After WWII, singers like Woody Guthrie and especially Bob Dylan revived old folk songs, which reflected the leftist ideals of the emerging counterculture. Their example served as an inspiration for the entire western world. The result in Flanders, was the appearance of ‘kleinkunst’, a mix of folk and French chanson, which appeared to be very popular and produced a few classics that are, nowadays, considered part of the Flemish national heritage.

Some artists in that ‘kleinkunst’-movement were closer to traditional music than others. Wannes (Wim) Van de Velde sang in his regional Antwerp dialect. This was diametrically opposed to the zeitgeist; there was a strong urge to streamline the Flemish language. Wannes sought and found his unique style, which was anything but academic. He also, like Dylan, had his own repertoire of songs, which were often laden with social criticism.

The most popular folk group at that time was Rum, with Wiet Van de Leest, Dirk Van Esbroeck and Paul Rans. They paired Flemish traditional music with jazz and British folk, had international success and were highly influential for a while.
Also in Ghent and West-Flanders, a number of singers emerged who sang in their own local dialects. Walter De Buck and Willem Vermandere have spent the last 40 years on stage, and especially Vermandere has reached a maturity that is appreciated and loved by all. Wannes, Willem and Walter (the three ‘W’s’) have left a legacy that has been picked up on by a number of younger musicians. Marc Hauman sings in his Temse dialect and is a member of Water en Wijn, Wannes Van de Velde’s folk vocal collective.

Flip Kowlier followed in Vermandere’s footsteps and sings in his West-Flemish dialect. Stylistically, however, the hip-hop influenced Kowlier is altogether a different kettle of fish, but his model is so catchy he has become one of the major influences for a true re-appreciation of ‘dialect pop’, which started in 2005 and is still going strong, with young artists like Fixkes, Mira Bertels and Hannelore Bedert.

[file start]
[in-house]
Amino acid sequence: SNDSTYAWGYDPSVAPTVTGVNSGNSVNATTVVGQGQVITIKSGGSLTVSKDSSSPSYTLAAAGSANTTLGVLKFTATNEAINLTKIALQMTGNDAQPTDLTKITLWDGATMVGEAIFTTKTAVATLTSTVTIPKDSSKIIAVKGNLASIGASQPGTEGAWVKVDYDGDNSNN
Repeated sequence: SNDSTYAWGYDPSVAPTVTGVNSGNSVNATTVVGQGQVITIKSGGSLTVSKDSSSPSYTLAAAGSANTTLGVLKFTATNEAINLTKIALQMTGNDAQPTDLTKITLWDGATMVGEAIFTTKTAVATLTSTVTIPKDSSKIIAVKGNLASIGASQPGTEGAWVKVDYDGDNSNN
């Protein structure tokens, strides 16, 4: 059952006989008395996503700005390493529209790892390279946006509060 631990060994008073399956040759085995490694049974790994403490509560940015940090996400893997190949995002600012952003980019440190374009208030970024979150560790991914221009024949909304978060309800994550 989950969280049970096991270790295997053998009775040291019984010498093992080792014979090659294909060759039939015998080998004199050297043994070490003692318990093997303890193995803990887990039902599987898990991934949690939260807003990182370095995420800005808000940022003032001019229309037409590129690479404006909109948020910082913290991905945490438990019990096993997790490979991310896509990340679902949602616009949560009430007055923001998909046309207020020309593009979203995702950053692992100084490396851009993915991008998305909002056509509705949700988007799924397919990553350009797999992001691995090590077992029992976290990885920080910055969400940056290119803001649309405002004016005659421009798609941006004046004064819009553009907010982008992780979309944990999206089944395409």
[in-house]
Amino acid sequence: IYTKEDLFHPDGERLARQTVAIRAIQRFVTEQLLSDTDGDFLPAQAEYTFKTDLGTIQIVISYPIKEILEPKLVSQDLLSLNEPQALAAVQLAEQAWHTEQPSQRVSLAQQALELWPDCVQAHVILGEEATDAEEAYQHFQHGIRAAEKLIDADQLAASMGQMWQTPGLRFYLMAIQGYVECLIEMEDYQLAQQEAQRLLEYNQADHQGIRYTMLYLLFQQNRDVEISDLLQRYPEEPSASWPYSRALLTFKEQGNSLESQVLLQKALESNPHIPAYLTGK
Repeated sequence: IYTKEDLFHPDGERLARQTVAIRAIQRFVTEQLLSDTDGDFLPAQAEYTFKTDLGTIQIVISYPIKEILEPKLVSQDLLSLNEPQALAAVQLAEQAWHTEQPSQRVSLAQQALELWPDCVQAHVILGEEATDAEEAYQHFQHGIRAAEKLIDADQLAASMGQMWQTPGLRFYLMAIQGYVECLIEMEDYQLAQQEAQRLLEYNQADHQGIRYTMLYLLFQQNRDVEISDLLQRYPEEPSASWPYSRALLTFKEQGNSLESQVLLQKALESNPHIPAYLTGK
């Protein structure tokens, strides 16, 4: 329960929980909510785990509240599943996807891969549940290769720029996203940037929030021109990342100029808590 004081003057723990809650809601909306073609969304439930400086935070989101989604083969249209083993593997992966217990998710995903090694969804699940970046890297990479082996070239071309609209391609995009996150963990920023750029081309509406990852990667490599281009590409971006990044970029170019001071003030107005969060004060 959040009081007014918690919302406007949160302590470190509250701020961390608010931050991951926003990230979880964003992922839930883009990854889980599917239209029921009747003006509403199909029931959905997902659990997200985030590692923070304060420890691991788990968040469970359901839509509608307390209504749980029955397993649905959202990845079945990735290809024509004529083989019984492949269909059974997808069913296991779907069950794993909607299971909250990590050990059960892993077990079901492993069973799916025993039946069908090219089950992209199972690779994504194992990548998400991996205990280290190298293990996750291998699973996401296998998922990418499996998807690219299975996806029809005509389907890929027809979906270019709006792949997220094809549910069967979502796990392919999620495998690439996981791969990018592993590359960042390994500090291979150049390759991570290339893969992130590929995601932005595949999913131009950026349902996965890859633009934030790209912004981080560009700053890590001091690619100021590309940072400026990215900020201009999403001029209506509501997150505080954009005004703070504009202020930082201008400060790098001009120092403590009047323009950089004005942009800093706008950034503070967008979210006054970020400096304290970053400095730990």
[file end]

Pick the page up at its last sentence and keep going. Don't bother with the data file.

The main difference between the traditional music of De Vlier and Jan Smed, on the one hand, and folk, on the other hand, is ambition: traditional music stuck to its Flemish roots and folk chose to open its windows to new influences and a host of different cultures. Wannes found a lot of inspiration in Greek and Spanish music, Willem Vermandere was fascinated by African and Yiddish music. The folk revival of the nineties pushed those ideas even further.
The nineties: open-minded revival

Flemish folk knew a remarkable revival throughout the nineties. The folk music courses organized in Gooik, the heart of the Flemish folk movement, attracted more young musicians every summer. Three girls, who spent a lot of their time there, were Jorunn Bauweraerts, Annelies Brosens and Soetkin Collier. The folk rock band Kadril, who kept the flame of folk alive during the preceding decade, urged them to continue developing their exceptional vocal harmonies. Laïs was born. Laïs put a contemporary rendering of Flemish folk music back on the map. Kadril played an important role in their success, as they orchestrated and arranged the first album. The trio – Nathalie Delcroix eventually replaced Collier – delved their lyrics out of old books and thus modelled their own peculiar kind of ‘close harmony’.